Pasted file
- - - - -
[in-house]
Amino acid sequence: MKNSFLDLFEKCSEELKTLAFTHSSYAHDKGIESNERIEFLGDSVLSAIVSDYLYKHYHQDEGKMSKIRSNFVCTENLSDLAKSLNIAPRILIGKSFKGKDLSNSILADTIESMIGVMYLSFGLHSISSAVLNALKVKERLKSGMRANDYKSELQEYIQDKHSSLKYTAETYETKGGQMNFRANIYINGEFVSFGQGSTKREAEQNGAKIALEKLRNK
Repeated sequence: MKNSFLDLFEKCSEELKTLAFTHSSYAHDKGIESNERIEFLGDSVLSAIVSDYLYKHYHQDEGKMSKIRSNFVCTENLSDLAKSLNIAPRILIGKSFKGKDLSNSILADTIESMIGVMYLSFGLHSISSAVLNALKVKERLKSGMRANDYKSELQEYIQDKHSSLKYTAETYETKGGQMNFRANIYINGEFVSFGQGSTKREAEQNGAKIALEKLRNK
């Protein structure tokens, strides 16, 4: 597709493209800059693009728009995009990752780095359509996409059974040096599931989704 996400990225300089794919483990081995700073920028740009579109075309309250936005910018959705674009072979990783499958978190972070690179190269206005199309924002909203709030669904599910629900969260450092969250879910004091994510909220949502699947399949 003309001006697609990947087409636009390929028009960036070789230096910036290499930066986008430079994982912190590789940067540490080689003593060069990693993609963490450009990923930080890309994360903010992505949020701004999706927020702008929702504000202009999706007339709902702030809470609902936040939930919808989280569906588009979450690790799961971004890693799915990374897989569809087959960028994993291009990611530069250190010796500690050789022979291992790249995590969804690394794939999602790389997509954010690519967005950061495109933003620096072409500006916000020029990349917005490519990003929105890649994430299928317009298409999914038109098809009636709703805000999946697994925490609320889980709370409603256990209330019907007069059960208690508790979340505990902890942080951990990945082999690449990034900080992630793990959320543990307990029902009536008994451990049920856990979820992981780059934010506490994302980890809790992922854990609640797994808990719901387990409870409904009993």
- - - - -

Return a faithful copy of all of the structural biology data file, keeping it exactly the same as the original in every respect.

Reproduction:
[in-house]
Amino acid sequence: MKNSFLDLFEKCSEELKTLAFTHSSYAHDKGIESNERIEFLGDSVLSAIVSDYLYKHYHQDEGKMSKIRSNFVCTENLSDLAKSLNIAPRILIGKSFKGKDLSNSILADTIESMIGVMYLSFGLHSISSAVLNALKVKERLKSGMRANDYKSELQEYIQDKHSSLKYTAETYETKGGQMNFRANIYINGEFVSFGQGSTKREAEQNGAKIALEKLRNK
Repeated sequence: MKNSFLDLFEKCSEELKTLAFTHSSYAHDKGIESNERIEFLGDSVLSAIVSDYLYKHYHQDEGKMSKIRSNFVCTENLSDLAKSLNIAPRILIGKSFKGKDLSNSILADTIESMIGVMYLSFGLHSISSAVLNALKVKERLKSGMRANDYKSELQEYIQDKHSSLKYTAETYETKGGQMNFRANIYINGEFVSFGQGSTKREAEQNGAKIALEKLRNK
């Protein structure tokens, strides 16, 4: 597709493209800059693009728009995009990752780095359509996409059974040096599931989704 996400990225300089794919483990081995700073920028740009579109075309309250936005910018959705674009072979990783499958978190972070690179190269206005199309924002909203709030669904599910629900969260450092969250879910004091994510909220949502699947399949 003309001006697609990947087409636009390929028009960036070789230096910036290499930066986008430079994982912190590789940067540490080689003593060069990693993609963490450009990923930080890309994360903010992505949020701004999706927020702008929702504000202009999706007339709902702030809470609902936040939930919808989280569906588009979450690790799961971004890693799915990374897989569809087959960028994993291009990611530069250190010796500690050789022979291992790249995590969804690394794939999602790389997509954010690519967005950061495109933003620096072409500006916000020029990349917005490519990003929105890649994430299928317009298409999914038109098809009636709703805000999946697994925490609320889980709370409603256990209330019907007069059960208690508790979340505990902890942080951990990945082999690449990034900080992630793990959320543990307990029902009536008994451990049920856990979820992981780059934010506490994302980890809790992922854990609640797994808990719901387990409870409904009993």